picture alliance / ASSOCIATED PRESS | Zurab Tsertsvadze
Georgia: Independent journalism facing an existential threat

ECPMF

25 April 2024

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A delegation from the European Centre for Press and Media Freedom (ECPMF) recently concluded a fact-finding trip to Tbilisi, Georgia as part of a project funded by the National Endowment for Democracy (NED). Throughout the trip, ECPMF met with Georgian journalists and media workers, journalists working in exile in Tbilisi, NGOs, activists, political figures, the National Communications Commission, and the office of the Public Defender (Ombudsman) of Georgia. The aim of the trip was to expand ECPMF’s network in the country and to gain a better understanding of the press freedom situation on the ground. This included in-person meetings from 19-22 March 2024 and a series of online meetings over the course of the following month.

 

The meetings painted a picture of media freedom in crisis, with smear campaigns, unstable funding mechanisms, threats of physical violence, and restrictive legislation all looming large over independent journalists in a deeply politically polarised society. 

 

Foreign agent law

The revival of the Georgian Dream party’s foreign agent law in early April has reignited fears of Russian-influenced legislation being used to silence critical voices. The proposed law prompted a wave of mass protests across the country. The draft law would require organisations who receive more than 20% of their funding from foreign sources to be labelled as “organisations pursuing the interests of a foreign power”. They would also be forced to submit annual financial declarations and a failure to register would result in heavy fines. Some independent media outlets told ECPMF that they feared the bill would result in their outlet being forced to shut down. 

 

Targeting of media donors 

Worryingly, the proposed foreign agent law was not the only instance in which ECPMF heard of the ruling party appearing to target the donors of critical outlets. Journalists with whom ECPMF met in Tbilisi expressed concern at government representatives directly contacting their donors to discredit or criticise their work. One such incident involved the Speaker of the Georgian Parliament writing to the donors of OC Media after the outlet declined to publish an op-ed he had written. The government’s targeting of funding sources represented an extreme point of concern for ECPMF and the meeting participants. Most critical outlets in Georgia rely heavily on donor funding and efforts to restrict that source of revenue present a serious existential threat to independent media in the country.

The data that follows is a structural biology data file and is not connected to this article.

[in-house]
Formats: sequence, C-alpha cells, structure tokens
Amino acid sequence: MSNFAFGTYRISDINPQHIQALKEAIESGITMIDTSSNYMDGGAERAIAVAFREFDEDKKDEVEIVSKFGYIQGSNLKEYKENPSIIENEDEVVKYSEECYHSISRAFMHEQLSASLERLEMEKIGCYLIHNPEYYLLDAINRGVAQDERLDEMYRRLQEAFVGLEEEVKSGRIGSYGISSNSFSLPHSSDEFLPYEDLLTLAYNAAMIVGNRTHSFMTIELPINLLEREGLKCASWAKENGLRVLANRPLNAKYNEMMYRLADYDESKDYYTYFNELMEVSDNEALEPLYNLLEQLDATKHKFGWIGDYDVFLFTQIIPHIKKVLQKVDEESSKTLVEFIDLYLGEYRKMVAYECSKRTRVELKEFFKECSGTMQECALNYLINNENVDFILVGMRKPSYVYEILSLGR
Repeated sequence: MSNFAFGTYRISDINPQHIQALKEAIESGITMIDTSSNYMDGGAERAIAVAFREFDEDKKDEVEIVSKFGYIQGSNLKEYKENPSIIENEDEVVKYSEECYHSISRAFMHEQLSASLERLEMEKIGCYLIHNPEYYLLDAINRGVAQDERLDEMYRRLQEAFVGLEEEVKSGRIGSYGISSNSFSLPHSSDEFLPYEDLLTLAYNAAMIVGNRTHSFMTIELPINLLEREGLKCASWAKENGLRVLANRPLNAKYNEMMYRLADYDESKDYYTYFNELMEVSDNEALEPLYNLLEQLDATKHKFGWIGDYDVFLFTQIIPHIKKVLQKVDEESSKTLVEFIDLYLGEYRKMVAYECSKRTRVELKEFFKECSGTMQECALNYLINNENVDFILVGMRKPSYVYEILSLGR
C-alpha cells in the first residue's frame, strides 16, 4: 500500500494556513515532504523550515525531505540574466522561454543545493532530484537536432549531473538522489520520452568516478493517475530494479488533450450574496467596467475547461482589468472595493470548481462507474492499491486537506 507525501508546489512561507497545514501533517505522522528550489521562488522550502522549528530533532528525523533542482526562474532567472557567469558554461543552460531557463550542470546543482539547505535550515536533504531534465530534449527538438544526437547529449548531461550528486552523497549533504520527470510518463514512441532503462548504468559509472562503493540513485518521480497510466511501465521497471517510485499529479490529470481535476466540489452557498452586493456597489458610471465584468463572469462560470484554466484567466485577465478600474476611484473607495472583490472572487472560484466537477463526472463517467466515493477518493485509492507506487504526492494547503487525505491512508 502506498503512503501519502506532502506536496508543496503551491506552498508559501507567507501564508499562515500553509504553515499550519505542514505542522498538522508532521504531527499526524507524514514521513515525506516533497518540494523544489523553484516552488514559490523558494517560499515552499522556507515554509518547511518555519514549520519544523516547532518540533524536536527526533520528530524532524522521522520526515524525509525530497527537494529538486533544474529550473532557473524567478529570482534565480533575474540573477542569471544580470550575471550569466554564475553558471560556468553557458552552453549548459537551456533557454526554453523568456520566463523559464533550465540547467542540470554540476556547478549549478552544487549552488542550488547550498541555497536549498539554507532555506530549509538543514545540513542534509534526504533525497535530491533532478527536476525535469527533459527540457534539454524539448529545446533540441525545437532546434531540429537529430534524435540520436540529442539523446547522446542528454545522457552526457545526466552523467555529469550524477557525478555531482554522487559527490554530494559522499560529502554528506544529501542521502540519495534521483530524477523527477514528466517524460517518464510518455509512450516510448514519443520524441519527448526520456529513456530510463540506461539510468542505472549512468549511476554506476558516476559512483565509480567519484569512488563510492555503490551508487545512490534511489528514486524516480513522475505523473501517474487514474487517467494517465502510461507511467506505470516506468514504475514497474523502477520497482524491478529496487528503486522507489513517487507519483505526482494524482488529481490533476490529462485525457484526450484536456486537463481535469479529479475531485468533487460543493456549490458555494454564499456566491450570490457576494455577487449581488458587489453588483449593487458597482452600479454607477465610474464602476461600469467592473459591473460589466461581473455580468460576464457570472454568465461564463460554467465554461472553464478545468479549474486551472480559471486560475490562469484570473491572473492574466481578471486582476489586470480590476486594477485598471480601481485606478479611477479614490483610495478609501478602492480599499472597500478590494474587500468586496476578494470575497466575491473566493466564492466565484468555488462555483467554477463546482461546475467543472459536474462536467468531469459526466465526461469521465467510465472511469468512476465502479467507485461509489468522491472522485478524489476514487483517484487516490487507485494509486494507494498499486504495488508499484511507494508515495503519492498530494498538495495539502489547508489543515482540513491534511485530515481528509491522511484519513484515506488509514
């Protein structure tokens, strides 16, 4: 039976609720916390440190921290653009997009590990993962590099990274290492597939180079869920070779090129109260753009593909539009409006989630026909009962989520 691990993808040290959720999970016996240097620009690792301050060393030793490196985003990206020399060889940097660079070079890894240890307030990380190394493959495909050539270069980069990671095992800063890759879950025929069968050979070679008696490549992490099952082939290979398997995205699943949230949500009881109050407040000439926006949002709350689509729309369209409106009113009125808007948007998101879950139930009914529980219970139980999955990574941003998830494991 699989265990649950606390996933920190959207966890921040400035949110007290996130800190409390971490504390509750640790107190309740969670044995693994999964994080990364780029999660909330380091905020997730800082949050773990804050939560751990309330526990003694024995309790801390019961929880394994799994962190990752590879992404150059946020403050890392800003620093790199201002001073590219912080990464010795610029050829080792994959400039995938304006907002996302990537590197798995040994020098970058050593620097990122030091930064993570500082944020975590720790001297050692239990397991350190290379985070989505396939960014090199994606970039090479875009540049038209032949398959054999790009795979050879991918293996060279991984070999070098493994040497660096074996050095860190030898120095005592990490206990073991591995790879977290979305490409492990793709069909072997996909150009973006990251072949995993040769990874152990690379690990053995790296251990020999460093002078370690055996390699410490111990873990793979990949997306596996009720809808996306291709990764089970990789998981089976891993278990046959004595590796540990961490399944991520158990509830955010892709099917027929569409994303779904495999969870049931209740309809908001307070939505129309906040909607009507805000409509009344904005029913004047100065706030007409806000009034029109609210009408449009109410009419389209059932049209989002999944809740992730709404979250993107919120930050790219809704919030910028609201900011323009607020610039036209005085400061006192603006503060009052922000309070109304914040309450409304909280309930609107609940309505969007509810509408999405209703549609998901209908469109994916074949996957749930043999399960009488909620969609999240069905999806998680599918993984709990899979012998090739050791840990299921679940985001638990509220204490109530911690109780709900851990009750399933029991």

Physical violence

While physical violence towards journalists in Georgia is less of an immediate threat than it may have been in previous years, most media operate in the shadow of the major attacks which took place ahead of Tbilisi Pride in 2021, during which over 50 journalists were attacked by anti-LGBTQI protesters as part of a seemingly coordinated assault. One cameraman for TV Pirveli, Aleksandre Lashkarava, died following the attacks. All meeting partners reminded ECPMF of this particular incident, with its effects clearly still being felt amongst the journalistic community in Georgia. Physical attacks also took place in recent weeks following the revival of the foreign agent law, with journalists assaulted by police at protests and also by unknown individualsJournalists’ fear of physical attacks was further exacerbated by regular attempts from government officials to discredit and smear the media. Some meeting participants noted how denigrating comments from members of the Georgian Dream party may have had an effect on the public’s view of journalists, potentially reinforcing an image of them as the enemy. In early March, ECPMF and the partners of the Media Freedom Rapid Response (MFRR) issued a statement denouncing a smear campaign against a prominent journalist by Speaker of the Georgian Parliament, Shalva Papuashvili. 

 

Exiled reporting

Tbilisi once served as a hub for exiled journalists from Russia, Belarus, and Azerbaijan. However, ECPMF met with numerous exiled Russian journalists who expressed their concerns regarding their safety and security in Georgia. While these journalists are entitled to stay in Georgia for their first year without any documentation, this has left many exiled reporters in a state of limbo as they lack any legal status in the country. Examples of Russian journalists temporarily leaving the country and subsequently being denied re-entry were raised by meeting participants, as were stories of most Russian journalists’ applications for Georgian residency being rejected. These bureaucratic hurdles, combined with concerns around alleged surveillance from Russian intelligence representatives, have been deciding factors in convincing numerous exiled journalists to leave the country. 

 

The meetings also revealed significant issues related to access to public information, deep polarisation between pro-government and pro-opposition television channels, an exodus of educated young people – including journalists – in search of better opportunities, a largely captured public broadcaster, and a lingering threat of vexatious litigation. Despite all this, a sizeable group of committed, independent Georgian journalists continue to withstand the pressure and provide vital information in order to hold power to account. These points, as well as those outlined above, will be explored in greater detail in a forthcoming ECPMF report on press freedom in Georgia. 

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